Do We Really Need Deer Hunting Super Heroes?

Posted on January 1, 2013



“Hunting is a recreation and invigorating pastime that never should,

through a super-civilized, over-artificialized state of living be allowed to die out.”

                                                                                            – Paulina Brandreth



I can still remember Saturday mornings as a kid. With excitement, I’d sit spellbound before the television for hours watching my favorite animated super heroes. Before my very eyes they would perform acts of bravery, heroism and feats that no human could or should attempt. They were able to leap tall buildings in a single bound, were faster than a speeding bullet, were stronger than a locomotive, and transformed into instant crime fighters with the mere utterance of, “To the bat pole Robin.” Although cartoon characters, they portrayed a wholesome figure of character and justice to impressionable young minds. The focus was never about them, but rather about what they did to make things right, even if it meant putting their seemingly indestructible selves at risk.

Although those bygone days have long since past when I was entertained by those fictitious characters, the message they personified is no less heroic even today. When I think of heroes, beyond my boyhood cartoon characters, the image that resonates within me is certainly not what is so prevalently portrayed as today’s hero; especially when it comes to deer hunters. After all, just because someone has the ability to kill something doesn’t put that person in the mold of a hero.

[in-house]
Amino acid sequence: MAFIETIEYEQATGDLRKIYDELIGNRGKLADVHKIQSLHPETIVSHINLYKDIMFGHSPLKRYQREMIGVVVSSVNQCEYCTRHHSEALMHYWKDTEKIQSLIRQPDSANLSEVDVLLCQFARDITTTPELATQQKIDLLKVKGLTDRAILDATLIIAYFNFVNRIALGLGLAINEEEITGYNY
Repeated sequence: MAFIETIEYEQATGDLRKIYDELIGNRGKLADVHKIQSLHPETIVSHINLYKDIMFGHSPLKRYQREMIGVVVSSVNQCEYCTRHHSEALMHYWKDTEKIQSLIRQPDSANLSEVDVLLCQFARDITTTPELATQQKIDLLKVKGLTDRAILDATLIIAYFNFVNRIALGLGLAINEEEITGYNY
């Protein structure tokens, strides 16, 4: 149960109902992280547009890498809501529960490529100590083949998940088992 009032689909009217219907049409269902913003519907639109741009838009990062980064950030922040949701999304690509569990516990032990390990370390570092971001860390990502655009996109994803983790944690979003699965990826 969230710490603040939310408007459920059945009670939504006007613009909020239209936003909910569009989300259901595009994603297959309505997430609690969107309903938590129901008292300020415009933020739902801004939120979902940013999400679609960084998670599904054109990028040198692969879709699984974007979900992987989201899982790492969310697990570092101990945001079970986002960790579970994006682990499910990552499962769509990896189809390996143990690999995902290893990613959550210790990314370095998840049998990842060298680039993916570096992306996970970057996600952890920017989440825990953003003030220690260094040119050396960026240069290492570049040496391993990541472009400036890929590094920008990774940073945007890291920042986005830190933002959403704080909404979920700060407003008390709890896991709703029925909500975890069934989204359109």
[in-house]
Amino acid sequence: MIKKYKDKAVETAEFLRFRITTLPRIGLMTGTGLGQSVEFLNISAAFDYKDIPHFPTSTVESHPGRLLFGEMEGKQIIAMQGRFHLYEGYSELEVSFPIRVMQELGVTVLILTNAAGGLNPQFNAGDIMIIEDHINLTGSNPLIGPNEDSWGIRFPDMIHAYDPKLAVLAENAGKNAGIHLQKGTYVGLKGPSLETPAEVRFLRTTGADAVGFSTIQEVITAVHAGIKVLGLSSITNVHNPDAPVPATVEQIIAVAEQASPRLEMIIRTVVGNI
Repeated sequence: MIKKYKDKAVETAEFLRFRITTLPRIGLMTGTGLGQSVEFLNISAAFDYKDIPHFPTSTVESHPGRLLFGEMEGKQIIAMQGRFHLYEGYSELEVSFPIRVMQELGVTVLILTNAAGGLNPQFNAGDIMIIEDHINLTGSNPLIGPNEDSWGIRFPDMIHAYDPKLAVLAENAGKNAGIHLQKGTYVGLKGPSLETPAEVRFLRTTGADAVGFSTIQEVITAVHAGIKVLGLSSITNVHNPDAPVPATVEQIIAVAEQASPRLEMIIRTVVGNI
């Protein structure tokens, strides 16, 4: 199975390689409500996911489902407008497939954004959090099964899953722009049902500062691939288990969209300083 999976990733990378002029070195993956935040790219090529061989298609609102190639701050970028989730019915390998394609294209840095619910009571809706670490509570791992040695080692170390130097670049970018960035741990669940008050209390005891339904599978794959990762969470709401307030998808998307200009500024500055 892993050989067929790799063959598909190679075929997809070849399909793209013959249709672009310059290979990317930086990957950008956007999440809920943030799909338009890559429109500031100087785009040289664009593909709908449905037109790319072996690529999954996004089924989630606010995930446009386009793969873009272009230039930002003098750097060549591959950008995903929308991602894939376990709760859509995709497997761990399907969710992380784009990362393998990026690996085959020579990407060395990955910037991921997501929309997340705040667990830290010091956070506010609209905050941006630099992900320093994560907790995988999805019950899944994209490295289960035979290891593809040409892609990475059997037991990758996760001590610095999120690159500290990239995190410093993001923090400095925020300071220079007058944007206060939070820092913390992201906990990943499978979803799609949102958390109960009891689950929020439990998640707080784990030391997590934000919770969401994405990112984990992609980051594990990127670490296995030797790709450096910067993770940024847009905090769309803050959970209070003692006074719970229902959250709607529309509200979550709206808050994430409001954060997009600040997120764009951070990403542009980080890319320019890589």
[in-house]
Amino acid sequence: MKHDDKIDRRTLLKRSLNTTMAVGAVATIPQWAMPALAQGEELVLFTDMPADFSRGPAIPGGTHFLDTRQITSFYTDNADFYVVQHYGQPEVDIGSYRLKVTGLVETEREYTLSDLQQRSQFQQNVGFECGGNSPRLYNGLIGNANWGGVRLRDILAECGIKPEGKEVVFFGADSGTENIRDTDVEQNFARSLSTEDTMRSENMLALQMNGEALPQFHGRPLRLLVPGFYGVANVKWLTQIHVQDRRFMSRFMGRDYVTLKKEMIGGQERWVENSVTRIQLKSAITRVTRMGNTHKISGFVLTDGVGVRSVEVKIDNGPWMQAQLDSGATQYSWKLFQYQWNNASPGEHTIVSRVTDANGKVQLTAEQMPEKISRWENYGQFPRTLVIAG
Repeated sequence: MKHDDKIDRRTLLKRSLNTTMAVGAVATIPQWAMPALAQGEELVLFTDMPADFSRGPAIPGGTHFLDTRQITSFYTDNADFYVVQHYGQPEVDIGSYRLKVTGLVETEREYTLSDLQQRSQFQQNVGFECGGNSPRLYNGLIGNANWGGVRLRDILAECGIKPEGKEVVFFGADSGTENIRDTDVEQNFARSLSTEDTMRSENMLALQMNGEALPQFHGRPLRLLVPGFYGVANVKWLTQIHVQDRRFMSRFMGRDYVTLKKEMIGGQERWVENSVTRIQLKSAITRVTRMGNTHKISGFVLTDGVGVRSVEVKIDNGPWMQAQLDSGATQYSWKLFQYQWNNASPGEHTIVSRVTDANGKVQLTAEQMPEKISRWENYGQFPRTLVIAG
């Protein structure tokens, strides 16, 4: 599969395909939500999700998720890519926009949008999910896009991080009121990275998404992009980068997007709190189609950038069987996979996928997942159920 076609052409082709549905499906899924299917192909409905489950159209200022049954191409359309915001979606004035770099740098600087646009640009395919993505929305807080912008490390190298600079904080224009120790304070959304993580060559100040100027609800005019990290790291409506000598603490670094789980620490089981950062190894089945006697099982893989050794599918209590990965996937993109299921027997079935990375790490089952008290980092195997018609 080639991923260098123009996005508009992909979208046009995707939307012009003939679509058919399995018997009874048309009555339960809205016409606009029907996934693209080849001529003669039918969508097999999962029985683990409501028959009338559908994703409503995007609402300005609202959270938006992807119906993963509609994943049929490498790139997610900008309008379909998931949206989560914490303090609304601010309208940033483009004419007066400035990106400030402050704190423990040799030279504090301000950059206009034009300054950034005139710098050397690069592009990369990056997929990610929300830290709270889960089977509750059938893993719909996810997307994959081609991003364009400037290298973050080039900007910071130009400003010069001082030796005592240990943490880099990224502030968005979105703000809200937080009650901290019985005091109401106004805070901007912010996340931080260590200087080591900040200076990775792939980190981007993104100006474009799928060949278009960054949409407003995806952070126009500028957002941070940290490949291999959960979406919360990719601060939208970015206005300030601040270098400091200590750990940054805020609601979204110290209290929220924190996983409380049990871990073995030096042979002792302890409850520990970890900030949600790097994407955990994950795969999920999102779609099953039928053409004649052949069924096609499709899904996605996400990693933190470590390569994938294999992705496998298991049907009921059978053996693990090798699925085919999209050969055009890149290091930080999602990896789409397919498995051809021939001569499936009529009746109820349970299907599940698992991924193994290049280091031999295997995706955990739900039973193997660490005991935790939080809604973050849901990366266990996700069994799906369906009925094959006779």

A whitetail is an appreciably defenseless animal when it comes to our modern day weaponry. Yes, I will agree that a deer has incredibly elusive qualities and can run fast when necessary, but not fast enough to elude bullets or dodge arrows. With all due respect, even though a whitetail, with uncanny regularity, can humble even the most proficient of us, it does not have near the capabilities the hunter posses. And, take into account that we can make numerous mistakes during our seasonal quests, the animal only can make one. Yet, within the deer hunting ranks, much akin to how Hollywood turns actors/actresses into stars, musicians and singers into platinum, and sports figures into legends, we have found a way to elevate those whose prowess in killing the biggest male specimens with consistency into larger-than-life figures. Why is that?

Show me the money 

There is always someone that wants to make a buck, (no pun intended) off the success of another. These opportunists come in many forms and are essentially what is commonly referred to as ‘king makers.’ With the stroke of a pen, a cleverly manipulated ad campaign, and enough face time, before long, regardless of how much is embellished or hyped, a star is born.


And lest you think that those to whom fortune has fallen, being raised from obscurity and cast into the bright lights of stardom, have unwittingly been led like a lamb to the slaughter, think again. Conceit and ego, unappealing qualities that they are, play a role in one’s eagerness to attain and maintain such fame. Once the spotlight shines brightly, the slippery slope toward self-aggrandizement demands more and more attention and becomes similar to any other kind of addiction.

The quest for the best 

Hunting for trophy quality deer is not new. There have always been those who thirst to test their metal and skill against no mean antagonist as both a challenge and adventure. Most do not; they are equally satisfied to take what comes their way with little discrimination all the while enjoying to the fullest their favorite autumn pastime. Those who cannot be satisfied with anything less than a legitimate wall hanger must be willing to impart upon themselves the stringent limitations this decision requires and work much harder and consequently face many more obstacles and disappointments. It’s a path they themselves have chosen and it should be motivated by self-satisfaction, as Dennis Dunn, author of the eloquent book Barebow, points out,